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City planner Jason Russell (left), Michael Hartley, executive director of the Ohio Conservative Energy Forum, Terry McClure, farmer and former president of the Ohio Farm Bureau and Lynn Scarlett, global director of public policy for the Nature Conservancy, talked about the debates in Ohio about renewable energy this week at the City Club of Cleveland. (City Club of Cleveland photo)

Energy warriors new battle plan: Learn how to talk to Republican voters

By John Funk, The Plain Dealer
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on September 22, 2016

CLEVELAND, Ohio -- A long-time Ohio Republican political operative, a past president of the Ohio Farm Bureau and the Nature Conservancy's global director of public policy have a message for state lawmakers: Your voters are greener than you thought.

The trio appeared Wednesday before a City Club of Cleveland panel moderated by Jason Russell, a city planner.

"Environmentalists don't know how to talk to conservatives," said Michael Hartley, a former Kasich administration director and now the executive director of the Ohio Conservative Energy Forum.

The forum this week released a poll which surveyed only Republican and conservative voters. The poll found that these voters support renewable energy, energy efficiency programs and net metering for home solar systems.

Terry McClure, a conservative fifth-generation northwest-Ohio corn, soybean and wheat farmer and still part of the Ohio Farm Bureau, said electricity is critical to farming today. He said that locally-produced wind energy is now cheaper than what the utilities want to sell farmers. And he added that solar panels are a natural addition to the huge barns on most farms.

Lynn Scarlett said businesses globally are gearing up to provide renewable technologies because the demand for renewable energy is expected to double by 2030.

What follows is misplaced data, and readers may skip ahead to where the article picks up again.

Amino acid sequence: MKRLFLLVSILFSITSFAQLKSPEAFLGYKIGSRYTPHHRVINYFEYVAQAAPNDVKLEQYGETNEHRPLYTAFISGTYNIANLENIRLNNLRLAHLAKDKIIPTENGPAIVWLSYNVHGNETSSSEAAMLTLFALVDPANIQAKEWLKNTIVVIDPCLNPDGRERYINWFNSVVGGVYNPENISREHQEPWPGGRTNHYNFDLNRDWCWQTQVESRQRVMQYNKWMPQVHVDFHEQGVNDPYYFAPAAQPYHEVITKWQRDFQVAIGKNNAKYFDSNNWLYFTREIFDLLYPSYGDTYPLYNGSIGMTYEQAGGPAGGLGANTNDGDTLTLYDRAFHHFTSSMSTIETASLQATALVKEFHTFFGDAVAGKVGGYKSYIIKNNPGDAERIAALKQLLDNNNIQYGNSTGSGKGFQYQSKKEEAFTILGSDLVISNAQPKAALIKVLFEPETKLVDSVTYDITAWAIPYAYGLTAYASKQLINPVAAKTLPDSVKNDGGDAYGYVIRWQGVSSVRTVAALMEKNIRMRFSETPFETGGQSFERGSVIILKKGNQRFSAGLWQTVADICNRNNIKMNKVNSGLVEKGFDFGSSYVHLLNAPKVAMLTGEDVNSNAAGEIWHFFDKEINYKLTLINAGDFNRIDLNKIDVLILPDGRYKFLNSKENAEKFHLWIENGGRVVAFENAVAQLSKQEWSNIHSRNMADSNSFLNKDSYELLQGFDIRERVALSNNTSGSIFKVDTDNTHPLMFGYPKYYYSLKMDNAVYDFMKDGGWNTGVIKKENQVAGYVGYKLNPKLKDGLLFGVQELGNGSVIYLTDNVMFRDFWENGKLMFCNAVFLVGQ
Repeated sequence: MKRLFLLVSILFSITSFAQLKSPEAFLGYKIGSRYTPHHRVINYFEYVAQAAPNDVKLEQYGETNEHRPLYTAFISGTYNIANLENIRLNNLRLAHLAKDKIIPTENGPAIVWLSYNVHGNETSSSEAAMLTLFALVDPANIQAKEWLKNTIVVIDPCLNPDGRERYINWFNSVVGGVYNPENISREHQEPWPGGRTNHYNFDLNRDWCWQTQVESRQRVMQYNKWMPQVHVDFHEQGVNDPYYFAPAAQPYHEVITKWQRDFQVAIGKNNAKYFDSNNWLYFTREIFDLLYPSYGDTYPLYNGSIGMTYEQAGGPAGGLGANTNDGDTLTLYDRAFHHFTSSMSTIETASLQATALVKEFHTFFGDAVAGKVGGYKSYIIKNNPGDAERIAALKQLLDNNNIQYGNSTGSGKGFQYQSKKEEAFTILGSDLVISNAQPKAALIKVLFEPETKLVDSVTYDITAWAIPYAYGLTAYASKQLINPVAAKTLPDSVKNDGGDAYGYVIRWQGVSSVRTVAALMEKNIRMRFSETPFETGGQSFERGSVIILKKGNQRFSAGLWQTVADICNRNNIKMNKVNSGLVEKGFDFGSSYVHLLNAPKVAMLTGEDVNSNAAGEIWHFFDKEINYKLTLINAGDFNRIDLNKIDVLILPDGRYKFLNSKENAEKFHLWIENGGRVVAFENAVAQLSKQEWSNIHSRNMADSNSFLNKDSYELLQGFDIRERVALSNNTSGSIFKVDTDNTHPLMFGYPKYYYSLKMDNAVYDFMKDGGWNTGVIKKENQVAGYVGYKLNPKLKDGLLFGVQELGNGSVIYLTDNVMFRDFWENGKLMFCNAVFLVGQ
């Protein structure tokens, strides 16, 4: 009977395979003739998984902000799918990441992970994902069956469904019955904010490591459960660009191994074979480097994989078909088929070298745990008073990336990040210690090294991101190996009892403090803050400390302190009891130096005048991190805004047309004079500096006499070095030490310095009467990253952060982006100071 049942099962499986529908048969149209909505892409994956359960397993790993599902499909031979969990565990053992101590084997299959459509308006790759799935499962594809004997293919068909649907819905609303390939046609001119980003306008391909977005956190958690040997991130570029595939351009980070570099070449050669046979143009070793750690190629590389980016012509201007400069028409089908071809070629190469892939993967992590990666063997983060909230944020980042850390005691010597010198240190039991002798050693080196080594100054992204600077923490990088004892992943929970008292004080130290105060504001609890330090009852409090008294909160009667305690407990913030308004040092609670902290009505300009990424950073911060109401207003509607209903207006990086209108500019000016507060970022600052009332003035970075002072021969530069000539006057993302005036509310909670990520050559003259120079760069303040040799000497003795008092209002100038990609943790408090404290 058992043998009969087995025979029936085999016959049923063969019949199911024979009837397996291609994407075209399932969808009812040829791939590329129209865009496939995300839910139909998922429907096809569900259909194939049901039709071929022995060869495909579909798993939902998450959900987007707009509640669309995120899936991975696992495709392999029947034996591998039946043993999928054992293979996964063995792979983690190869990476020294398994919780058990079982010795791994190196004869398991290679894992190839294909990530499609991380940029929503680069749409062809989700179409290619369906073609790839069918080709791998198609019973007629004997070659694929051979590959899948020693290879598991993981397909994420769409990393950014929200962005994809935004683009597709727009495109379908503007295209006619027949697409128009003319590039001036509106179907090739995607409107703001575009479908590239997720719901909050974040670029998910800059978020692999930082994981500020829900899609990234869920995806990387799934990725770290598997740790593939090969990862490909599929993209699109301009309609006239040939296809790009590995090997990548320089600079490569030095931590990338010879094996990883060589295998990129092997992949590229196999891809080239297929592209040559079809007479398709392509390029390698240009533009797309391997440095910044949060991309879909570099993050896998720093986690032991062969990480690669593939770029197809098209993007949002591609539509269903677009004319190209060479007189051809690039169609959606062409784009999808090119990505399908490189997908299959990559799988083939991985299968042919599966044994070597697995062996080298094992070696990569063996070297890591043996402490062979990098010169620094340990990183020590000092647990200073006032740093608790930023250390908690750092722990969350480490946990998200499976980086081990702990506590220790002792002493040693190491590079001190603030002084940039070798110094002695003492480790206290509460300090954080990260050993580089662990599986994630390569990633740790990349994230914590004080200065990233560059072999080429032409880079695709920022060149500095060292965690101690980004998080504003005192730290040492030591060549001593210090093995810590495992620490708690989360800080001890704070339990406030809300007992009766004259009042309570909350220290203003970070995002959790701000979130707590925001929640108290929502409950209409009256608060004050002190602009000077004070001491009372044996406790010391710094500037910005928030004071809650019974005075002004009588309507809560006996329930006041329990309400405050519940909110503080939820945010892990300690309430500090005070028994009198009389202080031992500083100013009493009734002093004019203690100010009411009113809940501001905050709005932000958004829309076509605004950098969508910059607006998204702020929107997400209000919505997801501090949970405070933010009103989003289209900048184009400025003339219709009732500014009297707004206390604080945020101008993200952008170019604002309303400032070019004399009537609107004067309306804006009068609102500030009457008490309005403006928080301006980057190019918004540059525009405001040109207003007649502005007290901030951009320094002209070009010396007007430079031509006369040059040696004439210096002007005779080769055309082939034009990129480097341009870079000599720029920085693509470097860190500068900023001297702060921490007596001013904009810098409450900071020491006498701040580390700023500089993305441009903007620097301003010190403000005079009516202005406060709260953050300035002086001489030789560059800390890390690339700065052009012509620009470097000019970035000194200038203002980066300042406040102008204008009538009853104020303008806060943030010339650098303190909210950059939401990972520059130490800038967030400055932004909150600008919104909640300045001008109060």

The bottom line? The trio think the adoption of renewable energy and energy efficiency technologies are a kind of global energy tsunami that is coming. The only question is whether Ohio will participate.

Hartley tried to explain to the somewhat skeptical City Club audience that GOP lawmakers are likely to accept a green energy middle ground between the utilities and legislative ideologues on the one side and the environmental and consumer groups on the other.

Every time I can use a renewable source to produce my electricity, I save gas or coal, for next generation."

So far, that acceptance has not happened.

There were protracted battles at the state house in 2014 and 2015 over rules dating back to 2009 requiring Ohio power companies to provide annually increasing percentages of electricity generated by renewable technologies such as wind and solar.

Related rules also  required utilities to provide energy efficiency programs for customers to help them reduce how much electricity they use.

The GOP-dominated legislature, led by the most ideologically conservative members, "froze" the rules for two years in the spring of 2015.

They changed state law after months of hearings and lobbying that pitched large industries and the utilities against consumer and environmental groups, smaller businesses, clean energy companies and their trade groups.

FirstEnergy, which had been openly critical of the efficiency programs as bad for business, immediately shut down its consumer appliance and lighting rebate programs.

The freeze disappears at the end of this year and the lobbying has already begun with the objective of extending the freeze during a quick "lame duck" session in late November or December. Kasich has threatened to veto such a measure.

The Ohio Conservative Energy Forum has staked out a middle ground that Hartley believes can be approved and signed by the governor -- either this year or next year.